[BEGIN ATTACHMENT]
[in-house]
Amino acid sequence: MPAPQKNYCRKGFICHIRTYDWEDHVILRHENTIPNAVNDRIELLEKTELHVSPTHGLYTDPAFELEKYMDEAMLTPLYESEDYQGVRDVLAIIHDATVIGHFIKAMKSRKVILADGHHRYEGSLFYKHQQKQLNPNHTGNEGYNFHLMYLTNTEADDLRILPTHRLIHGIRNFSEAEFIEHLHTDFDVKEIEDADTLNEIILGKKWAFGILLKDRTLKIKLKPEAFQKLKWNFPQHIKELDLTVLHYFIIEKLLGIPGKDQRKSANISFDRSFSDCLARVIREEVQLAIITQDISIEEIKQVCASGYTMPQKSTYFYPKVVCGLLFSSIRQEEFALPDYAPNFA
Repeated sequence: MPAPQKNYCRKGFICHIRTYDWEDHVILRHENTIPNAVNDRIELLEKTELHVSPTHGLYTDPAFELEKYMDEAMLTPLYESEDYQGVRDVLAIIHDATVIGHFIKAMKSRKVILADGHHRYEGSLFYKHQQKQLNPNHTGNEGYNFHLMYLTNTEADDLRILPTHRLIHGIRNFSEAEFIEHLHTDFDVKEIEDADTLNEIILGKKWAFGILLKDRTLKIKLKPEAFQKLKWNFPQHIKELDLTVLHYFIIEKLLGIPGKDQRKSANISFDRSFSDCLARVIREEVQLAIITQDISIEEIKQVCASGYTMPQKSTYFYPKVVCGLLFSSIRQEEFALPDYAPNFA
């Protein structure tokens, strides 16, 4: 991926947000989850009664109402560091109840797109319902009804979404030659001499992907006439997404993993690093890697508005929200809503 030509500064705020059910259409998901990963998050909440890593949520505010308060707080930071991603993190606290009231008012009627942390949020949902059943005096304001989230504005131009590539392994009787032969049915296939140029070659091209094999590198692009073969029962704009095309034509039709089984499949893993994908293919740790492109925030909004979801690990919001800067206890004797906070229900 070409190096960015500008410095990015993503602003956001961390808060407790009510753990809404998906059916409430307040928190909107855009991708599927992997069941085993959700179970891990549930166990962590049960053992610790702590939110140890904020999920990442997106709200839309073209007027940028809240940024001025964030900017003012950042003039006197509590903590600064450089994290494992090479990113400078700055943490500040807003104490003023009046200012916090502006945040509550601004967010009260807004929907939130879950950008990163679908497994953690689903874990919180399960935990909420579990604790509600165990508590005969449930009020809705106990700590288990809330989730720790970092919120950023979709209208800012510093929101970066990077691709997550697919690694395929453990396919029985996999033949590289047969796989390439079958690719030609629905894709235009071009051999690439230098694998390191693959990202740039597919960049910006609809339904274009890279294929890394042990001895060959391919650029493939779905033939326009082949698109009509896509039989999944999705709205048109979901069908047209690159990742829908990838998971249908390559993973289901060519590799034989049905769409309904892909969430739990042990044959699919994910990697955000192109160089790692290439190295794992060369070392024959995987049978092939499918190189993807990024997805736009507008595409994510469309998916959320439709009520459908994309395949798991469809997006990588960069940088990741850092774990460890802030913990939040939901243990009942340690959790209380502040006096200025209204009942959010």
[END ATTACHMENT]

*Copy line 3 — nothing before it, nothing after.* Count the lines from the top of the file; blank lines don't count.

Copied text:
Repeated sequence: MPAPQKNYCRKGFICHIRTYDWEDHVILRHENTIPNAVNDRIELLEKTELHVSPTHGLYTDPAFELEKYMDEAMLTPLYESEDYQGVRDVLAIIHDATVIGHFIKAMKSRKVILADGHHRYEGSLFYKHQQKQLNPNHTGNEGYNFHLMYLTNTEADDLRILPTHRLIHGIRNFSEAEFIEHLHTDFDVKEIEDADTLNEIILGKKWAFGILLKDRTLKIKLKPEAFQKLKWNFPQHIKELDLTVLHYFIIEKLLGIPGKDQRKSANISFDRSFSDCLARVIREEVQLAIITQDISIEEIKQVCASGYTMPQKSTYFYPKVVCGLLFSSIRQEEFALPDYAPNFA